Note: The St. Louis Review offers occasional editorials and opinions from other Catholic publications. This editorial was published in The Criterion, newspaper of the Archdiocese of Indianapolis.
November is often referred to as Gratitude Month. Perhaps because this is the month in which we celebrate the Thanksgiving holiday, we place more emphasis than usual on this particular virtue, and we encourage each other to be more grateful and generous at this time of year.
The COVID-19 pandemic has challenged every aspect of human culture worldwide, and here in the United States our observance of Thanksgiving is no exception.
Many people are struggling to find reasons to be grateful given the people who have died and the pandemic’s impact on our health, our worship, our economy and our ordinary ways of living. How should we respond to this crisis?
First and foremost, it’s essential that we identify reasons for genuine gratitude. A gratitude list identifies those things for which we are most grateful. When we can focus on those things that are truly blessings in our life, and when we’re able to express sincere appreciation for the goodness we experience even in our darkest days, it’s impossible to be defeated by the gloom around us.
What kind of things should we place on our gratitude list? Everyone will have his or her own personal items, but here are some reasons for gratitude that most people have in common:
Life. Too often we take for granted this most precious blessing from God. From the moment of conception to the experience of natural death, life is an inexpressible gift. Certainly this gift is often accompanied by hardship and pain, but even in its most difficult moments, life is worth living and it compels us to say “thank you” to the author of all life and to the people who are closest to us, sharing our lives most intimately.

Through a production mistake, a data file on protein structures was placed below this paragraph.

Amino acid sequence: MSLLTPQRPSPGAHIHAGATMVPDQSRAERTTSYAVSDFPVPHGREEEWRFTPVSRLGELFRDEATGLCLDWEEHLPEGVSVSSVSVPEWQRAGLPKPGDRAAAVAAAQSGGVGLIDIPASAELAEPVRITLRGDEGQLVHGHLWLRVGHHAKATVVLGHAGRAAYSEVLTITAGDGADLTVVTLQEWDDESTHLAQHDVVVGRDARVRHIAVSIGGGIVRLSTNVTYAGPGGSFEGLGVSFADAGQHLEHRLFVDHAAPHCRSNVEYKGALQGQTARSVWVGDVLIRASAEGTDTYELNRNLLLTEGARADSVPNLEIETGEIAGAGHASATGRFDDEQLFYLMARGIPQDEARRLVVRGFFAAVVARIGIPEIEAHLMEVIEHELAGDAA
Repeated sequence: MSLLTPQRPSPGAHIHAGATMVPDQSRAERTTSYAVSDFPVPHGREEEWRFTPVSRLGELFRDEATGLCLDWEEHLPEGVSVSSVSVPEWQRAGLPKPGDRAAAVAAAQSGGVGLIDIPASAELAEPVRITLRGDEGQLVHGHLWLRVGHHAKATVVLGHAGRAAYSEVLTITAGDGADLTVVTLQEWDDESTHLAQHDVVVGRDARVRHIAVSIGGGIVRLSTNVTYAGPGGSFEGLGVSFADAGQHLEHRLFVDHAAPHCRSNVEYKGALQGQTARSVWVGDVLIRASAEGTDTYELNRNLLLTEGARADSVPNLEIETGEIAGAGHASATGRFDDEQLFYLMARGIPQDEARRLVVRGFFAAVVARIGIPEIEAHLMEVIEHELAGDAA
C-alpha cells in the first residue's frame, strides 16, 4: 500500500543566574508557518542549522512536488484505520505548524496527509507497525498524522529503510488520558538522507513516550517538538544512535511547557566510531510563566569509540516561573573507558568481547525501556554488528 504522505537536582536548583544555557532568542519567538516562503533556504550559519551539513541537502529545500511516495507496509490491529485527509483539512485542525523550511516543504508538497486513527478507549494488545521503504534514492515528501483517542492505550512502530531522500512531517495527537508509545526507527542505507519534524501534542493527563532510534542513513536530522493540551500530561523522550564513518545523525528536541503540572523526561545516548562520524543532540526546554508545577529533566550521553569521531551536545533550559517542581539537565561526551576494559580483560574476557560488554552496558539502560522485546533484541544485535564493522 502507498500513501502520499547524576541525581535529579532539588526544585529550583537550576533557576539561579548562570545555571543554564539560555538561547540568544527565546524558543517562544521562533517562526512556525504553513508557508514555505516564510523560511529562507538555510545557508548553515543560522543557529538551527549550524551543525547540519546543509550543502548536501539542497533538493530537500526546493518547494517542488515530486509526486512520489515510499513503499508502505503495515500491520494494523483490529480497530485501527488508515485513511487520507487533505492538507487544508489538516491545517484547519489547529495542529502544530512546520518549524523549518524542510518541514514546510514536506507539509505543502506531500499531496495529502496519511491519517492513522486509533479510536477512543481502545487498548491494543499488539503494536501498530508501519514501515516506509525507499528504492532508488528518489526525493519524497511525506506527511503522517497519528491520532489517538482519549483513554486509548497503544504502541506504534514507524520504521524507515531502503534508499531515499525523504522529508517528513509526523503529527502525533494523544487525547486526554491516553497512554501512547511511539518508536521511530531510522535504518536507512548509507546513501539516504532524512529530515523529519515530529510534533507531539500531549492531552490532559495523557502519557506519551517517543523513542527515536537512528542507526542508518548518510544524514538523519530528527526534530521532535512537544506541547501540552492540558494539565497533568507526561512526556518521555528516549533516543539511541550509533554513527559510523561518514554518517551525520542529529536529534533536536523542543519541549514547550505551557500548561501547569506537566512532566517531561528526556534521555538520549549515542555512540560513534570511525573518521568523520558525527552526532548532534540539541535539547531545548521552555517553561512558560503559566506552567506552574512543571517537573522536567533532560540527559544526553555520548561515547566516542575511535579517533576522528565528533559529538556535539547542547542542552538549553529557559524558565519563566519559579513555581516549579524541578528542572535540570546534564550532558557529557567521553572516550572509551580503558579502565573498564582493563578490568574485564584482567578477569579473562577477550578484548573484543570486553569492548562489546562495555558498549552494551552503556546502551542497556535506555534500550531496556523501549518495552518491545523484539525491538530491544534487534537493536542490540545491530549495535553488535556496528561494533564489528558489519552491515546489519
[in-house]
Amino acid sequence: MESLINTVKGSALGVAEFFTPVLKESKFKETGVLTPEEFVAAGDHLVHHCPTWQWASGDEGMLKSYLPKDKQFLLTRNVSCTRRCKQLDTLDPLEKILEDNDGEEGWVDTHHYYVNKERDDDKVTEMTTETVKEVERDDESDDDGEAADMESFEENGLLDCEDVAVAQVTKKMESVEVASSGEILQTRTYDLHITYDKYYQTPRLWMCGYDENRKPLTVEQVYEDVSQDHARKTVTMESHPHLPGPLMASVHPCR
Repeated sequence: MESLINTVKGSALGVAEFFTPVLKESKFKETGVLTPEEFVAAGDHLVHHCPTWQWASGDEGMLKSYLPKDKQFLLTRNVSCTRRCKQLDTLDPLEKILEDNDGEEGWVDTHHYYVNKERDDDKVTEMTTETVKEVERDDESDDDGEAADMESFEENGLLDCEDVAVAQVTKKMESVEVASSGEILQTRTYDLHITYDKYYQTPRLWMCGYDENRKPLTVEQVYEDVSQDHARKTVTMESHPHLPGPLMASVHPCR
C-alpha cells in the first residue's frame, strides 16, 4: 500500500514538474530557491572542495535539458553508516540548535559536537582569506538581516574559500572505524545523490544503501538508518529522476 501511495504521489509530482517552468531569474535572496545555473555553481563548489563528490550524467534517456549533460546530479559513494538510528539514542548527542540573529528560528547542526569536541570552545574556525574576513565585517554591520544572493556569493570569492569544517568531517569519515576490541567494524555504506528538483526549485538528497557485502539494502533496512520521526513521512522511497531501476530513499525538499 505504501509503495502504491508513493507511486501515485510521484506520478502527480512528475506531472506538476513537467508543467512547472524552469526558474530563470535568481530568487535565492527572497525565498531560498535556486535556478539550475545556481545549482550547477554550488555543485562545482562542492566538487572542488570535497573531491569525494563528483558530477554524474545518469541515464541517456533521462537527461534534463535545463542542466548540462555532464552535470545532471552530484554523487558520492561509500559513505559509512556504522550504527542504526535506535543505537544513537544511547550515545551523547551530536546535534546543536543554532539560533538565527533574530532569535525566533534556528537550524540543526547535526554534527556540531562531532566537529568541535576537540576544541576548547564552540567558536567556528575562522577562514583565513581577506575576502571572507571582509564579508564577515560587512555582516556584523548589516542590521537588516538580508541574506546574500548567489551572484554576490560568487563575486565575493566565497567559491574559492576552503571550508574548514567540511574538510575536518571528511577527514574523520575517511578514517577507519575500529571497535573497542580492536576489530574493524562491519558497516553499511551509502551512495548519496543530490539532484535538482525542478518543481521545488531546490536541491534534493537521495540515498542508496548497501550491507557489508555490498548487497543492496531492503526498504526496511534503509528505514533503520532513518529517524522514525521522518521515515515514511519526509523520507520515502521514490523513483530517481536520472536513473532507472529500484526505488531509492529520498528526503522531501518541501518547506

Love. Where would we be without the ability to love and be loved? The result would be madness, the inability to cope with all the obstacles that are placed in the way of our health and happiness as individuals and as a society. Christians believe that God is love, and we trust that this divine love is stronger than evil, sin and death. We should thank God daily for the love shown to us — not just by God, but by all the people (spouses, family members, friends, neighbors, even strangers) who care about us and who sacrifice their own interest to ensure our individual welfare and the common good.
Freedom. As Americans, we cherish the freedoms that are at the heart of who we are as a people. We honor the women and men who came before us, giving their lives to ensure our ability to reject tyranny and terror and to live free and independent lives as faithful citizens of one nation under God with liberty and justice for all. Conscious that this great vision of freedom and justice for all has never been fully realized, we nevertheless thank God and the founders of our nation for giving us the opportunity to work together to build a future full of hope for all our brothers and sisters, regardless of race, ethnicity, religion, social or economic status, and way of life.
Religion. We give thanks for the religious traditions and spiritual principles we have received from our mothers and fathers in faith. In America, we are blessed with a great diversity of faith traditions that has shaped our national identity and that exercise great influence over our ways of living. Even those among us who have no formal religious or spiritual orientation benefit from the wisdom and humanity built into our customs and laws by people who believed that our nation has been blessed by God and, therefore, must be held accountable to the highest standards of justice and equality. We have reason to give thanks for the freedom to believe, or not, and to act in accordance with our deepest personal convictions.
We have many reasons to be thankful during this Gratitude Month 2020 in spite of all the hardships and uncertainty caused by the pandemic. At the very least, we can be grateful for those we loved and lost because of COVID-19, for the health care workers and service personnel who put themselves in harm’s way caring for our needs, and for all the women and men we are spiritually close to (even if socially distant) during these strange times.